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Protecting the culture.

By MICHAEL BLACKBURN.

IT USED TO occur to me during that period of British history known as The Troubles that the IRA could have provoked the state into a more immediate and conciliatory response to their terrorist attacks on the mainland if they had blown up great historical buildings rather than murder innocent men, women and children.

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Brick and stone outlast poor human flesh and famous buildings have a symbolic power that transcends our mortality. An attack on such a building is an attack on the whole culture, society, civilisation, and everyone within. The demolition of Windsor Castle, the Houses of Parliament, Westminster Abbey, St Paul’s Cathedral, etc, would have struck at the very heart of the public fabric of Britain. The effects would have been visible for longer than the debris of blown up pubs, shops or the facade of the Grand Hotel in Brighton. The terrorists could even have claimed a patch of the moral high ground by avoiding casualties but I suppose killing people is just easier than blowing up significant landmarks. It probably appeals to the purely evil streak in them as well.

Such grim thoughts passed through my mind when I started to hear peoples’ reactions to the fire at Notre Dame. Apart from the contrarian voices pointing out that it was “only a building”, most of the statements of concern and shock seemed genuine enough, and they came not just from within France but from around the world. Underlying the response was a sense that Notre Dame was a physical symbol of something more than the nation’s religion, that it embodied an identity rooted in the past, and part of a civilisational identity at that.

Macron has said France will hold a competition for the best plans to renovate it. Heaven knows what modern architectural horrors will be pitched as solutions. Already someone has suggested putting a glass roof on it. That would certainly lighten the place up. I remember when my wife and I visited many years ago we thought it rather dark. Perhaps they could add a pyramid to the roof or replace the famous flèche with a minaret or two while they’re at it. The most modern thing would be to repair it in the style in which it has existed till now. It would probably prove cheaper and more popular.

Culture is more than buildings, which can be preserved…What also needs preservation and nourishing are all the other living parts…

What to do with something like Notre Dame has ramifications beyond the physical. A culture is more than its buildings, which can be preserved in some manner even if they are drastically altered. What also needs preservation and nourishing are all the other living parts – the arts and sciences, the language, the institutions, the appreciation of the land, its birds, beasts and flowers, and so on.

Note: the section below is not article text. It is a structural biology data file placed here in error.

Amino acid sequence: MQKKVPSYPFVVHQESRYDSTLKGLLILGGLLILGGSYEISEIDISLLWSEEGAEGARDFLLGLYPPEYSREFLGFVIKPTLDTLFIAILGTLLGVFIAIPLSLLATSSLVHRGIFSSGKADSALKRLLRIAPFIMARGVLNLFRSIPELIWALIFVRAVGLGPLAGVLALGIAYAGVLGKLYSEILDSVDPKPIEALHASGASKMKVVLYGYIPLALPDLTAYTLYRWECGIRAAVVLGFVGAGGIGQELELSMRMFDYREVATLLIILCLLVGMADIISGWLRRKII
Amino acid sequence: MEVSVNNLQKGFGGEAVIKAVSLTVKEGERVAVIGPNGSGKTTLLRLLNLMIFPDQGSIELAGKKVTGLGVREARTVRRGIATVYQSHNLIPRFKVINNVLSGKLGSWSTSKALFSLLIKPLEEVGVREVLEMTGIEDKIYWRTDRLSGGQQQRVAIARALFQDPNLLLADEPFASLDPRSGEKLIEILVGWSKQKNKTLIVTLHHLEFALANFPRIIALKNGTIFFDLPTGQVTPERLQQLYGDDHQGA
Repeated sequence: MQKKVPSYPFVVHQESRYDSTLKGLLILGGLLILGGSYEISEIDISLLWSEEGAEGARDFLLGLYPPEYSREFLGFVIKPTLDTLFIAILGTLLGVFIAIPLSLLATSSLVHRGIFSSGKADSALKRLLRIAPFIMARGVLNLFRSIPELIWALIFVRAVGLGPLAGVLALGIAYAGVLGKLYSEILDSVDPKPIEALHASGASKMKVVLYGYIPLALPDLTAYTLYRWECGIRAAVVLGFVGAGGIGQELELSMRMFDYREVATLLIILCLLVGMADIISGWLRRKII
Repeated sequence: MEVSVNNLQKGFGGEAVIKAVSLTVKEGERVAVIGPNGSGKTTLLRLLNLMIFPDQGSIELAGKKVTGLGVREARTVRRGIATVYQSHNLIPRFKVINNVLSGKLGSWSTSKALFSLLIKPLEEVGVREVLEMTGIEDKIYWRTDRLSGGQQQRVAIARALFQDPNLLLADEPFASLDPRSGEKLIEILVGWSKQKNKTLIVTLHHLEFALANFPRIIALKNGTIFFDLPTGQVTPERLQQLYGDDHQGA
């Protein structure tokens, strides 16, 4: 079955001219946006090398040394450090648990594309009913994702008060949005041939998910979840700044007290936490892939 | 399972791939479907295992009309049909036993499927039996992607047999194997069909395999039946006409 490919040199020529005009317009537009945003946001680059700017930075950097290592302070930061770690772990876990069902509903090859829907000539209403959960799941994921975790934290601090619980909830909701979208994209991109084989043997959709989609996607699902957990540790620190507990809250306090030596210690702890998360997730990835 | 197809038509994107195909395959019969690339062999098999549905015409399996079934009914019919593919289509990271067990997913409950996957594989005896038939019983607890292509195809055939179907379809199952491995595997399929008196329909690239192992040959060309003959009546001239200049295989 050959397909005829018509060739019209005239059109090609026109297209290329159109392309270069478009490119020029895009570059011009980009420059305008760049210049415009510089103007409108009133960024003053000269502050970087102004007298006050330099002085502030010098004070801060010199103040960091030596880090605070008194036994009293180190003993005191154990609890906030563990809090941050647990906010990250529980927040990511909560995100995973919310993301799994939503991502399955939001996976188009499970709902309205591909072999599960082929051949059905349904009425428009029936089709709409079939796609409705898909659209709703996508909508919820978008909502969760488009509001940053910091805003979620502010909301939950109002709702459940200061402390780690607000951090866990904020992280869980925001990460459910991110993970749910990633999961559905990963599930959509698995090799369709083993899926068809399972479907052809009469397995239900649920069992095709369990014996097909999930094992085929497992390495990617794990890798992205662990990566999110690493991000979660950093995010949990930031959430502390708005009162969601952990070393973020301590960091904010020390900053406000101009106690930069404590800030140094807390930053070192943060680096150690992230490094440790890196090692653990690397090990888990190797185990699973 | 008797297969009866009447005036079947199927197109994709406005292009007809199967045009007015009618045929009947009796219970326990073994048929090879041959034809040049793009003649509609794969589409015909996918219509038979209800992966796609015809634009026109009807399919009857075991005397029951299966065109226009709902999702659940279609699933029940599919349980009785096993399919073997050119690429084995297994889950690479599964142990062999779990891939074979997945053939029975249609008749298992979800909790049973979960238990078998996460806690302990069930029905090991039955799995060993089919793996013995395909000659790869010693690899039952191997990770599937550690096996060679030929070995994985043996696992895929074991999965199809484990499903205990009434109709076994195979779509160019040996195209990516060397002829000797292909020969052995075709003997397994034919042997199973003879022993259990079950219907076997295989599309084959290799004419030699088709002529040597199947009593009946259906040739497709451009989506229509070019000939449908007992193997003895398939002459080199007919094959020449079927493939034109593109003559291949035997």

Everywhere in the western world these things are under assault. They are either ignored or mocked and subverted, usually by those in power and by those to whom we entrust their care – educationalists, academics, intellectuals. I’m talking here of serious culture, not the daily pap of reality television, talent shows, quizzes and celebrities. These come and go with increasing rapidity, leaving not a wrack behind (thankfully) while the rest, somehow, endures.

Or they should endure, since they are the very material from which our present is created. If we truly believe in the value of our culture we can no longer rely on the institutions of the state for their protection. And when I say “we” I mean every single one of us individually. What we enjoy has been passed down to us by our forebears and we should aim to do the same for those who follow us. As the trite saying has it, “use it or lose it” – a culture has to be appreciated and developed, otherwise it will fade away, and the future the globalist technocrats, the cosmopolitan “anywheres”, have in mind for us will be the bland, unsatisfying pabulum of politically correct propaganda, which will flatten out the world and further the sense of disenchantment that already afflicts so many people.

It is incumbent on each one of us then to foster an interest and engagement with whatever part of the culture we like, literature, film, music, dance, theatre, art, folklore, history, take your pick, and to preserve it in some way; and more importantly to communicate our enthusiasm to others, particularly our children. The best way to protect it is to promote it.


suxcoverCurrente Calamo columnist, poet and writer Michael Blackburn lives in Lincolnshire. A Royal Literary Fund Fellow at Lincoln University (2005 – 2008), his poetry has appeared in numerous publications and anthologies over the years, including Being Alive (Bloodaxe) and Something Happens, Sometimes Here (Five Leaves Press). His most recent book is Albion Days (perennisperegrinator press). Sucks to Your Revolution is a collection of his Fortnightly columns.

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